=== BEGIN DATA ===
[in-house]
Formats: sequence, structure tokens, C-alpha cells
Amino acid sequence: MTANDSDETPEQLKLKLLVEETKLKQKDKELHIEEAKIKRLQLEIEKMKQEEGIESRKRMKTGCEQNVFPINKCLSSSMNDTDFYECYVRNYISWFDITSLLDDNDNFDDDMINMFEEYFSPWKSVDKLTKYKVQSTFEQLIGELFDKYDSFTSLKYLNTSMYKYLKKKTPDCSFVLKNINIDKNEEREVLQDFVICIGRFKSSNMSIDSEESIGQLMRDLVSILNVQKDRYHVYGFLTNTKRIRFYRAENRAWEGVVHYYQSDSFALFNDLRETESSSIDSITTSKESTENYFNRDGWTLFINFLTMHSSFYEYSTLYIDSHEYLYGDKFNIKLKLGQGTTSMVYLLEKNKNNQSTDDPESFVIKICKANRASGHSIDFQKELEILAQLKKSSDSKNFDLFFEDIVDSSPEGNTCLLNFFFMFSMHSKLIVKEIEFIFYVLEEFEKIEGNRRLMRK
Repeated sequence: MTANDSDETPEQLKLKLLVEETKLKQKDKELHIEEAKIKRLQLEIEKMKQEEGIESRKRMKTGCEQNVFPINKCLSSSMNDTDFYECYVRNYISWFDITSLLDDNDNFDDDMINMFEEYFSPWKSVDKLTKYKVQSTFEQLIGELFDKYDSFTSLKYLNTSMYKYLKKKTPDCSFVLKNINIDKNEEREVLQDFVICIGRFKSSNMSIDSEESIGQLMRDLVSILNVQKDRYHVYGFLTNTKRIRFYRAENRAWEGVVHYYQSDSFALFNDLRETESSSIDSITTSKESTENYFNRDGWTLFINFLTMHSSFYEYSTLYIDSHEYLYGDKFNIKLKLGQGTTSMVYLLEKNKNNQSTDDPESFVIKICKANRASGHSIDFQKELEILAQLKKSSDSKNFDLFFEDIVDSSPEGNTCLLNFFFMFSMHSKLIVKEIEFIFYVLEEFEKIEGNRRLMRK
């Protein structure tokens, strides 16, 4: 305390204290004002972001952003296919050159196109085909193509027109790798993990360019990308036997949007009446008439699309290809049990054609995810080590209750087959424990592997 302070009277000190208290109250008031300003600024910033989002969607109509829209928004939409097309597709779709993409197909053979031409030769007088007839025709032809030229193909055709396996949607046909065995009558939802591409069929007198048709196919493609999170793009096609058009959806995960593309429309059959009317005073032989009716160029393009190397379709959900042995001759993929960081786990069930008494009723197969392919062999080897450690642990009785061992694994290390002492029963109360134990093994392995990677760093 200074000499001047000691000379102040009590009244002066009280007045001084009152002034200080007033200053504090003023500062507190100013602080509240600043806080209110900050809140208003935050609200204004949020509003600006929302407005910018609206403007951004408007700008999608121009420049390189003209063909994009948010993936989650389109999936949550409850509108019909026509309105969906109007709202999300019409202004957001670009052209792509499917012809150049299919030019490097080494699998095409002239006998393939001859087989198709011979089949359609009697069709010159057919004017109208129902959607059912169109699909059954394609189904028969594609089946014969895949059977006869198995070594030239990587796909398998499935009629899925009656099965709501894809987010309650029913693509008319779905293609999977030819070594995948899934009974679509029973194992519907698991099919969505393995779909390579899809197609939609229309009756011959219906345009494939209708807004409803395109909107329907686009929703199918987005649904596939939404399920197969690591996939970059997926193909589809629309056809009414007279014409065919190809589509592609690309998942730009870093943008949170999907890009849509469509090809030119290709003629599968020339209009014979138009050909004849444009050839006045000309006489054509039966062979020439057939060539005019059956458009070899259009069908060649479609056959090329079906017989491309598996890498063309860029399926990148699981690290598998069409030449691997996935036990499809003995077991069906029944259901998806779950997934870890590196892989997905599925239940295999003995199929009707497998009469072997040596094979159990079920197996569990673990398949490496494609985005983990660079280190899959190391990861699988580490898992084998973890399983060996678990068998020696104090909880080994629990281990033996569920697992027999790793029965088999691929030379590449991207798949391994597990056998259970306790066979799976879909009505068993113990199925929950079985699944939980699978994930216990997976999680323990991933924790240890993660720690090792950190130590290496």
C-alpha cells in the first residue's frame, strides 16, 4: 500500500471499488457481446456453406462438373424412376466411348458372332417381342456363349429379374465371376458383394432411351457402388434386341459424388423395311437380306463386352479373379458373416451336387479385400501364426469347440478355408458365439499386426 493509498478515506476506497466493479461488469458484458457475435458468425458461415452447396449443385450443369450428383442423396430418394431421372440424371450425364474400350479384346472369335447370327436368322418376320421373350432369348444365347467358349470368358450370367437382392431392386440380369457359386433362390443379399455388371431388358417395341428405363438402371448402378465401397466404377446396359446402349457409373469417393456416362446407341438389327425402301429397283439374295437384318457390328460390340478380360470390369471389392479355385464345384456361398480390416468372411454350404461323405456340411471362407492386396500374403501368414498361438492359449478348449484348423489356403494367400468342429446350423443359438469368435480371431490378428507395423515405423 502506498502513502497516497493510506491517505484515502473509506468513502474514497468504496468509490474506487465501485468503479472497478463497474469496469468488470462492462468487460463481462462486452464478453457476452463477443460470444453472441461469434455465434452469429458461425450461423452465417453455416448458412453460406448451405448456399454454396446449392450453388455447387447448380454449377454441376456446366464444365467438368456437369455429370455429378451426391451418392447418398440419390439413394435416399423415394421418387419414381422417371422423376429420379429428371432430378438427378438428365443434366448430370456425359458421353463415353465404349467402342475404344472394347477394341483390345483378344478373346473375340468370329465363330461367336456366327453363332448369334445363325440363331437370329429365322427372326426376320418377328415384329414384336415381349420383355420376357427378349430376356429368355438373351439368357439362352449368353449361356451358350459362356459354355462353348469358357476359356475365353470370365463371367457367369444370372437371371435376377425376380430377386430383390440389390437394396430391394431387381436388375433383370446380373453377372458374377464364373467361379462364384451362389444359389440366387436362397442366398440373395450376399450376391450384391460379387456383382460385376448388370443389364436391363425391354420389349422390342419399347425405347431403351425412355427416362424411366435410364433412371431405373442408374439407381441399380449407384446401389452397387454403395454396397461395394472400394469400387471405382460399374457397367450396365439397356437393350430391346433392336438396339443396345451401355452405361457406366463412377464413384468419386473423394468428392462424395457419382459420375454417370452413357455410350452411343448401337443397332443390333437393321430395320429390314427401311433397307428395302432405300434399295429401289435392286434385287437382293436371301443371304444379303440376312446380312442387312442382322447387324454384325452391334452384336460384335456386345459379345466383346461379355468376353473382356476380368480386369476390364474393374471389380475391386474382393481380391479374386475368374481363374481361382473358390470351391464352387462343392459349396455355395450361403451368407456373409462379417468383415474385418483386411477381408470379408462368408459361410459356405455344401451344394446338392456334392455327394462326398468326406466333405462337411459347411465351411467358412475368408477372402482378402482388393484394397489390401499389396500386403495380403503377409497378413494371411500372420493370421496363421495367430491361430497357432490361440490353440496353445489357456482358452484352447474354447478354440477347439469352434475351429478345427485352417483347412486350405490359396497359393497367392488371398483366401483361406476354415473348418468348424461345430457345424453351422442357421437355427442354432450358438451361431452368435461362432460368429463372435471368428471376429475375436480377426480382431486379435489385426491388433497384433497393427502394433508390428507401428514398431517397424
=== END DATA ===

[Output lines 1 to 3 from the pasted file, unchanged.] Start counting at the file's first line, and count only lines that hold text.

[in-house]
Formats: sequence, structure tokens, C-alpha cells
Amino acid sequence: MTANDSDETPEQLKLKLLVEETKLKQKDKELHIEEAKIKRLQLEIEKMKQEEGIESRKRMKTGCEQNVFPINKCLSSSMNDTDFYECYVRNYISWFDITSLLDDNDNFDDDMINMFEEYFSPWKSVDKLTKYKVQSTFEQLIGELFDKYDSFTSLKYLNTSMYKYLKKKTPDCSFVLKNINIDKNEEREVLQDFVICIGRFKSSNMSIDSEESIGQLMRDLVSILNVQKDRYHVYGFLTNTKRIRFYRAENRAWEGVVHYYQSDSFALFNDLRETESSSIDSITTSKESTENYFNRDGWTLFINFLTMHSSFYEYSTLYIDSHEYLYGDKFNIKLKLGQGTTSMVYLLEKNKNNQSTDDPESFVIKICKANRASGHSIDFQKELEILAQLKKSSDSKNFDLFFEDIVDSSPEGNTCLLNFFFMFSMHSKLIVKEIEFIFYVLEEFEKIEGNRRLMRK